Extreme weather and other natural calamities do not have to claim tens of thousands of lives and millions in damages. The extent of damage does not only depend on the magnitude or frequency of disasters but also on a population’s vulnerability. The – 2014 Global Climate Risk Index by Germanwatch showed that poor and developing countries are generally more at risk with Haiti and the Philippines topping the list. Last November, Typhoon Haiyan – the strongest typhoon to make landfall in history battered some 40 provinces and claimed more than 6,000 lives.
Climate change is only going to make things worse. The world has become more vulnerable than ever and disaster risk reduction and having a solid emergency plan should already be rather common by now. Unfortunately, that is not the case. In most developing and underdeveloped countries, survival in the face of disasters is a luxury.
How bad is it?
Disasters can strike at any time, in any place. Climate experts including the Intergovernmental Panel on Climate Change (IPCC) predict extreme weather events will occur more frequently and with enhanced intensity from now on. Scientists of the IPCC are 99-100% certain the world will experience an increase in warm daily temperatures as well as a decrease in cold temperatures throughout the 21st century. In short, when it is hot, it is super hot and when it is cold, it is extremely cold.
The report also claims that it is very likely that the average sea level will rise and will add to upward trends in extreme coastal high water levels. It is also likely that the average maximum wind speed of typhoons and hurricanes will rise and economic losses due to disasters are also expected to rise with developing countries taking much of the toll.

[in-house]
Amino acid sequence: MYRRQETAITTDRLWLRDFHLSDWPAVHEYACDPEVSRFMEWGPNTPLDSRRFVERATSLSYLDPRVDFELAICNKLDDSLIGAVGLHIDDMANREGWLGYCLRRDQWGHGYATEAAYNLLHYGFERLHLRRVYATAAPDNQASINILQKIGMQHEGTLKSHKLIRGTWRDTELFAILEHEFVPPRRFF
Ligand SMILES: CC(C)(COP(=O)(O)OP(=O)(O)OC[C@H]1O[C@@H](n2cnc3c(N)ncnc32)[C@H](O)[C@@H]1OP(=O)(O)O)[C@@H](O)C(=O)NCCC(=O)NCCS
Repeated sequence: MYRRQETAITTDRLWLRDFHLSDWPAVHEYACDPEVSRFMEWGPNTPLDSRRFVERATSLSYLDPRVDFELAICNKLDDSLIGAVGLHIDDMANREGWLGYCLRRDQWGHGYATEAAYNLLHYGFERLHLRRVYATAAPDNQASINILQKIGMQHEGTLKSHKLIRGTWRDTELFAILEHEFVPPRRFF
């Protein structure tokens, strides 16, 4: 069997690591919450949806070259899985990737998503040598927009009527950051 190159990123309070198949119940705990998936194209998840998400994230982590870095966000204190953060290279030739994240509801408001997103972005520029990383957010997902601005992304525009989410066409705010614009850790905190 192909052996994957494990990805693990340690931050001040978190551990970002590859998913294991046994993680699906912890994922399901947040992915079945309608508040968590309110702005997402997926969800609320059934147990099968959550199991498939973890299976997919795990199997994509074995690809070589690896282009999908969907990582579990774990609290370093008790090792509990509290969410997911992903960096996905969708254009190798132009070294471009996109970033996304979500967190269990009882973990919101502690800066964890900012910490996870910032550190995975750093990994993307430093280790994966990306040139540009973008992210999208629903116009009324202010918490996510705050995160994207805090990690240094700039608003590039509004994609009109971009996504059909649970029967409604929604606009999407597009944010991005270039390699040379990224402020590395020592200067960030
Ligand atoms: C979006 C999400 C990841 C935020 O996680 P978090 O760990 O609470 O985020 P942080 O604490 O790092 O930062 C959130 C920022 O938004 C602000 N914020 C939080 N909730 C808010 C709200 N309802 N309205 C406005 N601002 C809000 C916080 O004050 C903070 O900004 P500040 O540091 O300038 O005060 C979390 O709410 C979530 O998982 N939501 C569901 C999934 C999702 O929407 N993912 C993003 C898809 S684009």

Rich or poor: Does it matter?
A study by the European Parliamentary Technology Assessment revealed that 95% of deaths from rapid onset disasters like floods and earthquakes take place in developing countries. The study shows that the impact of a calamity is closely linked to the level of a country’s development. For example, the earthquake in Haiti caused 230,000 deaths while a stronger quake in Chile only claimed over 800 lives.
Nature also had a lot of people on the run in 2012. The Internal Displacement Monitoring Center reported that 32 million people were forced to flee their homes due to natural disasters. That is twice as many as data from 2011. In the last five years, more than 80% of global displacement occurred in Asia, often in India due to frequent floods. Africa saw a record number of newly displaced people with 8.2 million.
This does not mean that rich countries should not be calamity-ready. A recent report by the Organization for Economic Co-operation and Development (OECD) said that the world’s richest countries had their fair share of more intense disasters over the past decade and warned that disasters will be more frequent in the coming years. The economic loss from calamities is becoming more expensive over time and disasters have cost hundreds of billions over the past decade. This blow is likely to impact the rest of the world as OECD countries account for 59% of the world’s total gross domestic product (GDP) and 95% of world development assistance. The World Bank estimates that economic losses caused by extreme weather currently stand at £120 billion a year.